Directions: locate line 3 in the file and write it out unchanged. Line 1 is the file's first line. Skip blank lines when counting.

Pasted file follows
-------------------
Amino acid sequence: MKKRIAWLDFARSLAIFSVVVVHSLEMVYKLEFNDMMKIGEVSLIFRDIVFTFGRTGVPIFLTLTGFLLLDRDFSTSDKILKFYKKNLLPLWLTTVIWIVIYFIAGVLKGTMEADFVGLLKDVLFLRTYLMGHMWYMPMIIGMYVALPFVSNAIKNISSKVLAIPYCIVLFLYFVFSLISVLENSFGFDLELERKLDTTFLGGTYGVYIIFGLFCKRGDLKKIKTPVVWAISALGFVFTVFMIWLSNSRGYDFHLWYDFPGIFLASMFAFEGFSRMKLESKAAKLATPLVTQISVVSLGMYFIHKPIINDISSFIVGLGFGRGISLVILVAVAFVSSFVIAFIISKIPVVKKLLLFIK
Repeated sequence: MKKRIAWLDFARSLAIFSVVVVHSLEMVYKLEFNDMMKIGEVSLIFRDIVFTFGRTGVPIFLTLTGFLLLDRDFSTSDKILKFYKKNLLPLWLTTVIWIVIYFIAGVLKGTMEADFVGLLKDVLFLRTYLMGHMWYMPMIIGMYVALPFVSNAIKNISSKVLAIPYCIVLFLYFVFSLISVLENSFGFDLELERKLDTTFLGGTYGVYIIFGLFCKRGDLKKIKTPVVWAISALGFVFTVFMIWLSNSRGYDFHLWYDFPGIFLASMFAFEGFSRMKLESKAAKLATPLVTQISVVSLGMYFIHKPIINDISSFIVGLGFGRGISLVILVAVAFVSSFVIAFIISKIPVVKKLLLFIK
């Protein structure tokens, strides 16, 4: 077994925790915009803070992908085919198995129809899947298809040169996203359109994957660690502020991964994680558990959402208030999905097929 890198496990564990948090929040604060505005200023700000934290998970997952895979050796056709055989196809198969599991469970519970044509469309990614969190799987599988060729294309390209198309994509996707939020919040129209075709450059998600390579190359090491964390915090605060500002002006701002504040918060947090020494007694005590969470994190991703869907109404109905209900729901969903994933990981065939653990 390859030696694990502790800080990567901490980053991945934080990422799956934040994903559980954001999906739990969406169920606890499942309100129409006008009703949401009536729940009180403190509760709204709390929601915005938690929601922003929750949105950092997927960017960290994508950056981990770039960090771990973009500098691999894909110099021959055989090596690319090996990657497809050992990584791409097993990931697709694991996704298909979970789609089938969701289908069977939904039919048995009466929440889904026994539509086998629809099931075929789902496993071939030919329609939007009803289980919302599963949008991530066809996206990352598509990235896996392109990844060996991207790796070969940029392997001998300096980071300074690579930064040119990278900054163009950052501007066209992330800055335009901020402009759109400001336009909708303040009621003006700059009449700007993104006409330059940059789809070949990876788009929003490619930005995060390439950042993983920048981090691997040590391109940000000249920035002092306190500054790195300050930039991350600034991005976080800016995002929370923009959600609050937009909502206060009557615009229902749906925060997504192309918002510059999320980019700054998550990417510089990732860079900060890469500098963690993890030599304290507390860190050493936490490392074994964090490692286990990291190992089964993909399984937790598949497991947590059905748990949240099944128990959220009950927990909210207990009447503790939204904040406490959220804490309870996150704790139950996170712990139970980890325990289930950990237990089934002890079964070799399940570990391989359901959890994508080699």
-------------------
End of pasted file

């Protein structure tokens, strides 16, 4: 077994925790915009803070992908085919198995129809899947298809040169996203359109994957660690502020991964994680558990959402208030999905097929 890198496990564990948090929040604060505005200023700000934290998970997952895979050796056709055989196809198969599991469970519970044509469309990614969190799987599988060729294309390209198309994509996707939020919040129209075709450059998600390579190359090491964390915090605060500002002006701002504040918060947090020494007694005590969470994190991703869907109404109905209900729901969903994933990981065939653990 390859030696694990502790800080990567901490980053991945934080990422799956934040994903559980954001999906739990969406169920606890499942309100129409006008009703949401009536729940009180403190509760709204709390929601915005938690929601922003929750949105950092997927960017960290994508950056981990770039960090771990973009500098691999894909110099021959055989090596690319090996990657497809050992990584791409097993990931697709694991996704298909979970789609089938969701289908069977939904039919048995009466929440889904026994539509086998629809099931075929789902496993071939030919329609939007009803289980919302599963949008991530066809996206990352598509990235896996392109990844060996991207790796070969940029392997001998300096980071300074690579930064040119990278900054163009950052501007066209992330800055335009901020402009759109400001336009909708303040009621003006700059009449700007993104006409330059940059789809070949990876788009929003490619930005995060390439950042993983920048981090691997040590391109940000000249920035002092306190500054790195300050930039991350600034991005976080800016995002929370923009959600609050937009909502206060009557615009229902749906925060997504192309918002510059999320980019700054998550990417510089990732860079900060890469500098963690993890030599304290507390860190050493936490490392074994964090490692286990990291190992089964993909399984937790598949497991947590059905748990949240099944128990959220009950927990909210207990009447503790939204904040406490959220804490309870996150704790139950996170712990139970980890325990289930950990237990089934002890079964070799399940570990391989359901959890994508080699």